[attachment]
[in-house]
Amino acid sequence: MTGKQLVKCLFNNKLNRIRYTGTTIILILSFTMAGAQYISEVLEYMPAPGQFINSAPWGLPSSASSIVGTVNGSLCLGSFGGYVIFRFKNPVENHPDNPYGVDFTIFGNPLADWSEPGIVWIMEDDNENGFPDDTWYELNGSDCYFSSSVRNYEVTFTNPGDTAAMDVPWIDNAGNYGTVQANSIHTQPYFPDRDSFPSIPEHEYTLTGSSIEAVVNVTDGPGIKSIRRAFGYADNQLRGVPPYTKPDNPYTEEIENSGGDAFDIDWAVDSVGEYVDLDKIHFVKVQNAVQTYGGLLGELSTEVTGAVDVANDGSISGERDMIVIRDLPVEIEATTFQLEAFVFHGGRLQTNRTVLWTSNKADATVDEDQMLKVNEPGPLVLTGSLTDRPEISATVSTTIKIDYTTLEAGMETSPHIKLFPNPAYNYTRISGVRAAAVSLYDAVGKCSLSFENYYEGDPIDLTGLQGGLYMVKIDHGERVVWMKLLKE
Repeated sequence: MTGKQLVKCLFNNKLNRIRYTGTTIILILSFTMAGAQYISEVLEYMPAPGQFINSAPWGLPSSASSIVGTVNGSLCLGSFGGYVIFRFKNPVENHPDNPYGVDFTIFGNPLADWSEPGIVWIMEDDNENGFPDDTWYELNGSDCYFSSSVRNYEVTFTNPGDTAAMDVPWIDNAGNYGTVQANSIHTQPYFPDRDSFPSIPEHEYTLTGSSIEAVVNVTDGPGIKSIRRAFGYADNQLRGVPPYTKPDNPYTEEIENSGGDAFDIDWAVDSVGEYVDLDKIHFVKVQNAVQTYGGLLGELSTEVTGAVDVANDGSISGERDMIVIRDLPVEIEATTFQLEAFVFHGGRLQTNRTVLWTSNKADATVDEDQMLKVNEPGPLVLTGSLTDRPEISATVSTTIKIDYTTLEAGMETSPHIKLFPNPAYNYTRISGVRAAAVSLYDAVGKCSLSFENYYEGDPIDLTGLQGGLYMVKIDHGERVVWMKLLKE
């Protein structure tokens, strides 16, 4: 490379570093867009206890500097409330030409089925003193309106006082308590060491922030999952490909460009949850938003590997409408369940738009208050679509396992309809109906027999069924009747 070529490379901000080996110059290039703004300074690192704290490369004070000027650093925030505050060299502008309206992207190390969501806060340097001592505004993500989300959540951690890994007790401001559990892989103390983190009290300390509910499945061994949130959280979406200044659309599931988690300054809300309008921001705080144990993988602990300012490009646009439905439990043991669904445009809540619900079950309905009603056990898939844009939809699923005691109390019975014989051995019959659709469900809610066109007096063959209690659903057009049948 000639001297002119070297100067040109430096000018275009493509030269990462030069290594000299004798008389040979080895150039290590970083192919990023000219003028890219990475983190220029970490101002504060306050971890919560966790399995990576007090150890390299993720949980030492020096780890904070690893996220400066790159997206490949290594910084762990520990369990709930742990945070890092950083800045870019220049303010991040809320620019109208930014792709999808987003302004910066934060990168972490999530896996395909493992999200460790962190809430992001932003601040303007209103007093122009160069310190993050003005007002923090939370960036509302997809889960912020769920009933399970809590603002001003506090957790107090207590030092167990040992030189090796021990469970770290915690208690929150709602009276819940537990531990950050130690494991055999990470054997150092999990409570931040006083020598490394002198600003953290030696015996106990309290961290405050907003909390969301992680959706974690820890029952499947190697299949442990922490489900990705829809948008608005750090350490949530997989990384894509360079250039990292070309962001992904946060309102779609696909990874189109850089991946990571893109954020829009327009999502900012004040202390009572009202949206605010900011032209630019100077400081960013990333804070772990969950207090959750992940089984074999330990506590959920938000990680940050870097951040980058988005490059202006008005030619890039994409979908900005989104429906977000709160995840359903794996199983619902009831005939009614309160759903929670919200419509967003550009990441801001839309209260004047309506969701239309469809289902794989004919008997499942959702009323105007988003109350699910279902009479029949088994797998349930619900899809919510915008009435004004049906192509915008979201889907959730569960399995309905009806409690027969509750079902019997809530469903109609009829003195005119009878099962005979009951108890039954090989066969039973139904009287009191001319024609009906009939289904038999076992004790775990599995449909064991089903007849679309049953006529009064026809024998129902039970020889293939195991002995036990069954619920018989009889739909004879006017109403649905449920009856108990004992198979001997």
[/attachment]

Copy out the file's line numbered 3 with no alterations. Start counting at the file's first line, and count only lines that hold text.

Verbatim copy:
Repeated sequence: MTGKQLVKCLFNNKLNRIRYTGTTIILILSFTMAGAQYISEVLEYMPAPGQFINSAPWGLPSSASSIVGTVNGSLCLGSFGGYVIFRFKNPVENHPDNPYGVDFTIFGNPLADWSEPGIVWIMEDDNENGFPDDTWYELNGSDCYFSSSVRNYEVTFTNPGDTAAMDVPWIDNAGNYGTVQANSIHTQPYFPDRDSFPSIPEHEYTLTGSSIEAVVNVTDGPGIKSIRRAFGYADNQLRGVPPYTKPDNPYTEEIENSGGDAFDIDWAVDSVGEYVDLDKIHFVKVQNAVQTYGGLLGELSTEVTGAVDVANDGSISGERDMIVIRDLPVEIEATTFQLEAFVFHGGRLQTNRTVLWTSNKADATVDEDQMLKVNEPGPLVLTGSLTDRPEISATVSTTIKIDYTTLEAGMETSPHIKLFPNPAYNYTRISGVRAAAVSLYDAVGKCSLSFENYYEGDPIDLTGLQGGLYMVKIDHGERVVWMKLLKE